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Savannah Way

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Borroloola - Past and Present

Borroloola and surrounds have been home to the Yanyuwa, Garrwa, Gudanji and Mara people for countless millennia. Approaching from the east (Burketown) you will travel through Garrwa country, from the west (Heartbreak) Gudanji country and from the north (Roper) Mara country. As you follow the rivers to the coast and islands you are moving across the homelands and dreaming tracks of the Yanyuwa peoples.

Asian Explorers: By Sea
There is little doubt that Chinese explorers during the Ming dynasties ventured south in the 15th century, to be replaced by Muslim traders from Persia as China contacted inwards following revolutions at home; if you'd like to read a thought provoking article, click here. The first clear evidence of new arrivals from overseas is of Macassan fishermen by the early 1600's. They came in large numbers, with reports of up to 2000 in their colorful prahus, on the monsoonal winds of our wet season, returning home on the south easterlies of our dry season. Laying the grounds for Australia's first export industry, they gathered trepang, pearl shell and sandalwood, working alongside the local people and even intermarrying. Mostly they got on well together and the Macassan influence is still evident in the people, artwork and language of the present day, not to mention the many ancient tamarind trees throughout the region. Sadly and embarrassingly, the violence associated with Australia's colonization only came later.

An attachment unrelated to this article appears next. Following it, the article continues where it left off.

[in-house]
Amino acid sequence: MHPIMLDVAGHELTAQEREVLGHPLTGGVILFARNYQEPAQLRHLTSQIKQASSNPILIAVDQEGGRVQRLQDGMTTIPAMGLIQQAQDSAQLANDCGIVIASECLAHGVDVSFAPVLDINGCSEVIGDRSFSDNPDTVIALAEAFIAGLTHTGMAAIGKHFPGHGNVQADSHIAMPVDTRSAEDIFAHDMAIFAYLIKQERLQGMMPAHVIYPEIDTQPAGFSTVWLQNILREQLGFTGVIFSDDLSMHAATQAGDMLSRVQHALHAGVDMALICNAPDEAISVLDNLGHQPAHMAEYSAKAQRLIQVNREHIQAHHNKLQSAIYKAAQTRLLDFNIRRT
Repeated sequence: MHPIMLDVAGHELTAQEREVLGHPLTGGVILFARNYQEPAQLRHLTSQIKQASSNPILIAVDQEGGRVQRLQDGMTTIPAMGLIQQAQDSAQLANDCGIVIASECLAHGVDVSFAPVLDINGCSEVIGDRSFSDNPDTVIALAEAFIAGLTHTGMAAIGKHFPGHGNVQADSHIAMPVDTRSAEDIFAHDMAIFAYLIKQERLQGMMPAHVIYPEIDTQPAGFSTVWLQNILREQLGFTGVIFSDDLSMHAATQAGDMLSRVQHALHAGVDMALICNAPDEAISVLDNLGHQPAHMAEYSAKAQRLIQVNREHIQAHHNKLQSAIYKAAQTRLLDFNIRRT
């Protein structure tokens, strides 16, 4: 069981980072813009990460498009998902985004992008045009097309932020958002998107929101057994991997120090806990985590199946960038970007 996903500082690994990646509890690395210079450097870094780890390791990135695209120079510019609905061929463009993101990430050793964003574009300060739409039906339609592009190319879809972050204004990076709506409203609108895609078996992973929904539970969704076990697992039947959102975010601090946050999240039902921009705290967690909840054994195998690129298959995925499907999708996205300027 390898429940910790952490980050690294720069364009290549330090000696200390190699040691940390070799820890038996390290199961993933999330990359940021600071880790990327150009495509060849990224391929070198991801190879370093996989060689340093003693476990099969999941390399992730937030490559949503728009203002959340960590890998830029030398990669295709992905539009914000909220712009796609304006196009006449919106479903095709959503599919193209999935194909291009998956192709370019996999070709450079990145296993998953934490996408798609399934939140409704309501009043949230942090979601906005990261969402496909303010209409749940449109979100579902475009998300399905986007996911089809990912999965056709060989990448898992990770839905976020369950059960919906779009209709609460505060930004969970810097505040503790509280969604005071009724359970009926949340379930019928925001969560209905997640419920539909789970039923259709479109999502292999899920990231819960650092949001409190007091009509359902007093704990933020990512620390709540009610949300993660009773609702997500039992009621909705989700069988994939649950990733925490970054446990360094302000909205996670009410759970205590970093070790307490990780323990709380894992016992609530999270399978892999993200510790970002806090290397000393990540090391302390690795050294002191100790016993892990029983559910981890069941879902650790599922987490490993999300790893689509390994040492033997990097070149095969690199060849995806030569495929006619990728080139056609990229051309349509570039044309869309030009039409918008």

European Explorers: By Sea